There are a few factors as to why honey doesn't spoil.
1.  Honey has such a high solids level that microbes (with the exception of a few hardcore yeasts that don't actually spoil the honey) can't grow in it
2.  Honey is very thick.  It is literally difficult for molecules to move around and undergo chemical reactions.  Things like oxidation can't happen when oxygen molecules can't make their way into the honey
3.  Bee spit has anti-microbials

No chemical spoilage and no microbial spoilage = stable product

/HFCS is also almost pure glucose and fructose in a ratio of ~1:1

Honey contains trace amounts of peroxide which inhibits microbial growth (guess that's what you meant by anti-microbials). That's why it could be put on wounds to dress them (stops infection, or adds flavor for bears, either way...).

It's amazing stuff. Behold the power of waggle dance.


---Copied and pasted from another post here that I replied to, but I wanted to make sure you saw this:

It's actually because it has a super low moisture content.  17-18%.  Any higher, it would ferment.
The difference between honey other sugars is its acidity. Honey's pH is between 3.26-4.48 which also kills off any bacteria.

/ beekeeper apprentice
// getting a hive this year, to start up in April
 
2013-08-30 11:24:16 PM

foo monkey: io9 is pretty much a site written by morons that keeps getting Fark greenlights.


"Amina Harris, executive director of the Honey and Pollination Center at the Robert Mondavi Institute at Univeristy of California, Davis..."

i.imgur.com
 
2013-08-30 11:27:07 PM

santadog: scubamage: dittybopper: Because it's sugar.  Sugar doesn't go bad.

What do I nguyen?

RogermcAllen: Cerebral Knievel: Because its almost pure sucrose and no bacteria can live in its environment.

You can pickle things with sugar as well as salt.

No it isn't.  It is almost pure glucose and fructose in a ratio of ~1:1.

downstairs: Sugar doesn't go bad.

It is good to see people are finally starting to realize that glucose and fructose are sugars just like sucrose.

There are a few factors as to why honey doesn't spoil.
1.  Honey has such a high solids level that microbes (with the exception of a few hardcore yeasts that don't actually spoil the honey) can't grow in it
2.  Honey is very thick.  It is literally difficult for molecules to move around and undergo chemical reactions.  Things like oxidation can't happen when oxygen molecules can't make their way into the honey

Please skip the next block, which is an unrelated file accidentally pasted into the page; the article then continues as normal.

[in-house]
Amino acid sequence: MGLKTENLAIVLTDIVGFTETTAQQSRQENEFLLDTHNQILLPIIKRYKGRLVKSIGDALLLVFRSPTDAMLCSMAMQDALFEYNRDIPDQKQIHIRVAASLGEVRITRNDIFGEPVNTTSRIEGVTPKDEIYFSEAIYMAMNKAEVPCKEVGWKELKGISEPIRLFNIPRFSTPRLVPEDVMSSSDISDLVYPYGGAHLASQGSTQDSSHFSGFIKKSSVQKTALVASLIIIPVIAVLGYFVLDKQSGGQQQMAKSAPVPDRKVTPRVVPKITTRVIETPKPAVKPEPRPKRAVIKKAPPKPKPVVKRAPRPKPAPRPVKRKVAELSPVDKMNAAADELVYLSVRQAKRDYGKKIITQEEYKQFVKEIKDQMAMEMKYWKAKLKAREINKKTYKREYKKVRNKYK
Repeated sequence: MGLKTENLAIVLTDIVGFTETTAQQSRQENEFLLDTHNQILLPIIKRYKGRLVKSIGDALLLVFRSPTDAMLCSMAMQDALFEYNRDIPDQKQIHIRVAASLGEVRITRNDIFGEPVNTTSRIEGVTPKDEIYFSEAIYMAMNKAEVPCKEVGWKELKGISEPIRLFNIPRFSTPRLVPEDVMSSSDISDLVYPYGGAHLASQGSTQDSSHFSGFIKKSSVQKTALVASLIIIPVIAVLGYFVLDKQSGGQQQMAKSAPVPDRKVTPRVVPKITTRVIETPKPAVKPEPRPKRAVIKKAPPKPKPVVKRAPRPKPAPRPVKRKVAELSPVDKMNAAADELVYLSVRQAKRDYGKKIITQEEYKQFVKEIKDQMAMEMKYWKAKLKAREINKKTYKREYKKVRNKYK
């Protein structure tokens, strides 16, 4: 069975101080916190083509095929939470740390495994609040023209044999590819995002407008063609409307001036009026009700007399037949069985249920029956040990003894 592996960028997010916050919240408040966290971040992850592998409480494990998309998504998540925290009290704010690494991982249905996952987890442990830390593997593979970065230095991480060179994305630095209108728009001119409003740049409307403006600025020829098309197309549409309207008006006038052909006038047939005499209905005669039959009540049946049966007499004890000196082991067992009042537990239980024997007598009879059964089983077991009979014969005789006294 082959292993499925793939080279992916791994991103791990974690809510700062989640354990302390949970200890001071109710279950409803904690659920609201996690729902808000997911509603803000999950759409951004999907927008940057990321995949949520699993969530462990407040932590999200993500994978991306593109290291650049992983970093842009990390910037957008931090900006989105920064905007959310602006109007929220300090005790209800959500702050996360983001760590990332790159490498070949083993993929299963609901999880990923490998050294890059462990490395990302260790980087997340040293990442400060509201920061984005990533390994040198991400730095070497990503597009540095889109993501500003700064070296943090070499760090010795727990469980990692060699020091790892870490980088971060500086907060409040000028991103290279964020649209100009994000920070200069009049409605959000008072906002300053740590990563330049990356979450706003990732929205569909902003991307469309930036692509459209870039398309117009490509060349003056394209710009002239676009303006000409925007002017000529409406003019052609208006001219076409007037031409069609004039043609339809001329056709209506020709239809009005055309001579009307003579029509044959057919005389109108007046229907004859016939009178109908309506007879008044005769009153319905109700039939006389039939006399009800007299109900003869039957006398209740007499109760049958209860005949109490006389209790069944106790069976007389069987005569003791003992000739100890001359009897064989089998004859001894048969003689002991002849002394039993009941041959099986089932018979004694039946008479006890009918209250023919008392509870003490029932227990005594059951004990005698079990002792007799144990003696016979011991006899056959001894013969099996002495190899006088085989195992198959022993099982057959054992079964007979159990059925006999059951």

3.  Bee spit has anti-microbials

No chemical spoilage and no microbial spoilage = stable product

/HFCS is also almost pure glucose and fructose in a ratio of ~1:1

Honey contains trace amounts of peroxide which inhibits microbial growth (guess that's what you meant by anti-microbials). That's why it could be put on wounds to dress them (stops infection, or adds flavor for bears, either way...).

It's amazing stuff. Behold the power of waggle dance.

---Copied and pasted from another post here that I replied to, but I wanted to make sure you saw this:

It's actually because it has a super low moisture content.  17-18%.  Any higher, it would ferment.
The difference between honey other sugars is its acidity. Honey's pH is between 3.26-4.48 which also kills off any bacteria.

/ beekeeper apprentice
// getting a hive this year, to start up in April


It can have multiple properties that prevent spoilage. Acidity, low moisture, containing not only hydrogen peroxide but also glucose oxidase, methylglyoxal, bee defensin-1 (seriously, that's what it's called), among other things.

I'm a homebrewer and have a long business relationship with a master apiarist who supplies several meaderies, is referred to by several local universities, and leads our area's beekeeper society. He says it contains hydrogen peroxide, as do several textbooks. That link is one of the papers he shared with me.

Ask your mentor about the impossibility of "organic" honey existing today, it's heartbreaking.
 
2013-08-30 11:28:00 PM
Damn... trolling is easy sometimes :)
 
2013-08-30 11:29:21 PM

ArcadianRefugee: Hollie Maea: Less known is that sago

/fixed


Yeah, you got me there. Appropriately enough, the tastiest sago I've had was with peanut butter and honey on it.
 
2013-08-30 11:34:11 PM
I find adding water and a small amount of yeast to honey helps to enhance the flavors over time.
What do you mead?
 
2013-08-30 11:37:02 PM

scubamage: santadog: scubamage: dittybopper: Because it's sugar.  Sugar doesn't go bad.

What do I nguyen?

RogermcAllen: Cerebral Knievel: Because its almost pure sucrose and no bacteria can live in its environment.

You can pickle things with sugar as well as salt.

No it isn't.  It is almost pure glucose and fructose in a ratio of ~1:1.

downstairs: Sugar doesn't go bad.

It is good to see people are finally starting to realize that glucose and fructose are sugars just like sucrose.

There are a few factors as to why honey doesn't spoil.
1.  Honey has such a high solids level that microbes (with the exception of a few hardcore yeasts that don't actually spoil the honey) can't grow in it
2.  Honey is very thick.  It is literally difficult for molecules to move around and undergo chemical reactions.  Things like oxidation can't happen when oxygen molecules can't make their way into the honey
3.  Bee spit has anti-microbials

No chemical spoilage and no microbial spoilage = stable product

/HFCS is also almost pure glucose and fructose in a ratio of ~1:1

Honey contains trace amounts of peroxide which inhibits microbial growth (guess that's what you meant by anti-microbials). That's why it could be put on wounds to dress them (stops infection, or adds flavor for bears, either way...).

It's amazing stuff. Behold the power of waggle dance.

---Copied and pasted from another post here that I replied to, but I wanted to make sure you saw this:

It's actually because it has a super low moisture content.  17-18%.  Any higher, it would ferment.
The difference between honey other sugars is its acidity. Honey's pH is between 3.26-4.48 which also kills off any bacteria.

/ beekeeper apprentice